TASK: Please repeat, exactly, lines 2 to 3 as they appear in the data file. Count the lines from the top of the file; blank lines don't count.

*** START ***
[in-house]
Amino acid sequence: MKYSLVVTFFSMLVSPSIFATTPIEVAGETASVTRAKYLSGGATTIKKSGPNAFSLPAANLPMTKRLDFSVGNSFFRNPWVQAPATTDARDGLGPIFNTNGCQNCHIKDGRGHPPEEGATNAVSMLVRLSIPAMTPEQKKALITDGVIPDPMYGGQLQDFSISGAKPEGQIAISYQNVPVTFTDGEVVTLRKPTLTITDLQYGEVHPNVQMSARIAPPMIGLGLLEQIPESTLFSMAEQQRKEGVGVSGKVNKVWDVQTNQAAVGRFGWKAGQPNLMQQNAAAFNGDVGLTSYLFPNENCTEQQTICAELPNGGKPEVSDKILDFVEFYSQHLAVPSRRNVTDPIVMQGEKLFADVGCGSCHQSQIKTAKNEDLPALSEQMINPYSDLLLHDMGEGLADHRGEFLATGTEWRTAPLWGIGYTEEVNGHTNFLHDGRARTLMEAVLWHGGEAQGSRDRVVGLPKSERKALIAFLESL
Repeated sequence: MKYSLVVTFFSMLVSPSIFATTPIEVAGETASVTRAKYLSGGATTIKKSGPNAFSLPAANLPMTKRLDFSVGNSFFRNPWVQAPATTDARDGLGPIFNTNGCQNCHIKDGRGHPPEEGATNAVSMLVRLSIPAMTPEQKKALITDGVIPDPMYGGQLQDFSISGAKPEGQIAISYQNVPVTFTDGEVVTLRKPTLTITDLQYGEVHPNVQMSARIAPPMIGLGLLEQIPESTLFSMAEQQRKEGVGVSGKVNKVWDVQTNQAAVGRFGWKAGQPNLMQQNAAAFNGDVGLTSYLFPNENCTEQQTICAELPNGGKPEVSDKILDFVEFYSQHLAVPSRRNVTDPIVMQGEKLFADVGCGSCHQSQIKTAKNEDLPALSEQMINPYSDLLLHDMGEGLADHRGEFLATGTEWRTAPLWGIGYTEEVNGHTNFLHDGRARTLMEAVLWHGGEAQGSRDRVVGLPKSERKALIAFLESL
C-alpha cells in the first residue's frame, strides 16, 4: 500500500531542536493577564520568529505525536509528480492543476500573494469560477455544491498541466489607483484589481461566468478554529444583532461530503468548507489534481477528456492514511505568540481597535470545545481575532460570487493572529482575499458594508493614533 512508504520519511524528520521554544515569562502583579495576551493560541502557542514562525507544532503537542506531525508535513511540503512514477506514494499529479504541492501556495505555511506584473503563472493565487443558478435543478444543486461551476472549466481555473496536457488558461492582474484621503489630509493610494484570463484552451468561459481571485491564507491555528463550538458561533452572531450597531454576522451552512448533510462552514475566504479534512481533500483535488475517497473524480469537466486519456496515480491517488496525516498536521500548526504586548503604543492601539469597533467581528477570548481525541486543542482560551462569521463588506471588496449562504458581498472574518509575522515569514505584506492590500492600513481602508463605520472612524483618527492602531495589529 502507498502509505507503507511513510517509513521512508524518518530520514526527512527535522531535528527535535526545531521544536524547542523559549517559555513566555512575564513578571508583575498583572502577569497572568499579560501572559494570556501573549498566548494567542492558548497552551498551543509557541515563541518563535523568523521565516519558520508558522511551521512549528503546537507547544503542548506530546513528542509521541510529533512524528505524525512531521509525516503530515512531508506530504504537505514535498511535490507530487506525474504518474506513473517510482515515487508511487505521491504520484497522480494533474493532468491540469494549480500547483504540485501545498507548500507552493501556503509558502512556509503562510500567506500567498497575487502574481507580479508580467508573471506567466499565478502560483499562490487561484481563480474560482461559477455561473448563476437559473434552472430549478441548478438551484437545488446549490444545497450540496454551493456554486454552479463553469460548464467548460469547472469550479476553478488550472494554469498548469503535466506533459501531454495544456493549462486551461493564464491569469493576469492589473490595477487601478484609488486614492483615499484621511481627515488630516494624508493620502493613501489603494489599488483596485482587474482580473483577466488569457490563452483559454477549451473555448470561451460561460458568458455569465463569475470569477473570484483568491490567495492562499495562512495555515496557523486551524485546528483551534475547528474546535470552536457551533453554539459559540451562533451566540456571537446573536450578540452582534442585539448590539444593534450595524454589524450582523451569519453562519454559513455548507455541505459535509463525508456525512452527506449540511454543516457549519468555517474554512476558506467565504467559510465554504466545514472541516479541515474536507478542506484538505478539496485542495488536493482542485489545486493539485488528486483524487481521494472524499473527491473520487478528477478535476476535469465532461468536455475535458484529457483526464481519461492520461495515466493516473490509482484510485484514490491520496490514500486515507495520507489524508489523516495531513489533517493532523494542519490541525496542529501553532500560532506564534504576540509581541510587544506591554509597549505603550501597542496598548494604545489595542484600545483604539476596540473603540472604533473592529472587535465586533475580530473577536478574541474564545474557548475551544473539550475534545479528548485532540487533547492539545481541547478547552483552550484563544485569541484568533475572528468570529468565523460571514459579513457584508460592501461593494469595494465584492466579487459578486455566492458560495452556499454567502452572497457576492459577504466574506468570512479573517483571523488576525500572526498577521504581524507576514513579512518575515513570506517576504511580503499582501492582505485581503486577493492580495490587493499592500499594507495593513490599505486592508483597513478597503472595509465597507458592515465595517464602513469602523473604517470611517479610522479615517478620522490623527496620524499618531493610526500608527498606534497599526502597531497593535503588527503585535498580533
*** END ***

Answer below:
Amino acid sequence: MKYSLVVTFFSMLVSPSIFATTPIEVAGETASVTRAKYLSGGATTIKKSGPNAFSLPAANLPMTKRLDFSVGNSFFRNPWVQAPATTDARDGLGPIFNTNGCQNCHIKDGRGHPPEEGATNAVSMLVRLSIPAMTPEQKKALITDGVIPDPMYGGQLQDFSISGAKPEGQIAISYQNVPVTFTDGEVVTLRKPTLTITDLQYGEVHPNVQMSARIAPPMIGLGLLEQIPESTLFSMAEQQRKEGVGVSGKVNKVWDVQTNQAAVGRFGWKAGQPNLMQQNAAAFNGDVGLTSYLFPNENCTEQQTICAELPNGGKPEVSDKILDFVEFYSQHLAVPSRRNVTDPIVMQGEKLFADVGCGSCHQSQIKTAKNEDLPALSEQMINPYSDLLLHDMGEGLADHRGEFLATGTEWRTAPLWGIGYTEEVNGHTNFLHDGRARTLMEAVLWHGGEAQGSRDRVVGLPKSERKALIAFLESL
Repeated sequence: MKYSLVVTFFSMLVSPSIFATTPIEVAGETASVTRAKYLSGGATTIKKSGPNAFSLPAANLPMTKRLDFSVGNSFFRNPWVQAPATTDARDGLGPIFNTNGCQNCHIKDGRGHPPEEGATNAVSMLVRLSIPAMTPEQKKALITDGVIPDPMYGGQLQDFSISGAKPEGQIAISYQNVPVTFTDGEVVTLRKPTLTITDLQYGEVHPNVQMSARIAPPMIGLGLLEQIPESTLFSMAEQQRKEGVGVSGKVNKVWDVQTNQAAVGRFGWKAGQPNLMQQNAAAFNGDVGLTSYLFPNENCTEQQTICAELPNGGKPEVSDKILDFVEFYSQHLAVPSRRNVTDPIVMQGEKLFADVGCGSCHQSQIKTAKNEDLPALSEQMINPYSDLLLHDMGEGLADHRGEFLATGTEWRTAPLWGIGYTEEVNGHTNFLHDGRARTLMEAVLWHGGEAQGSRDRVVGLPKSERKALIAFLESL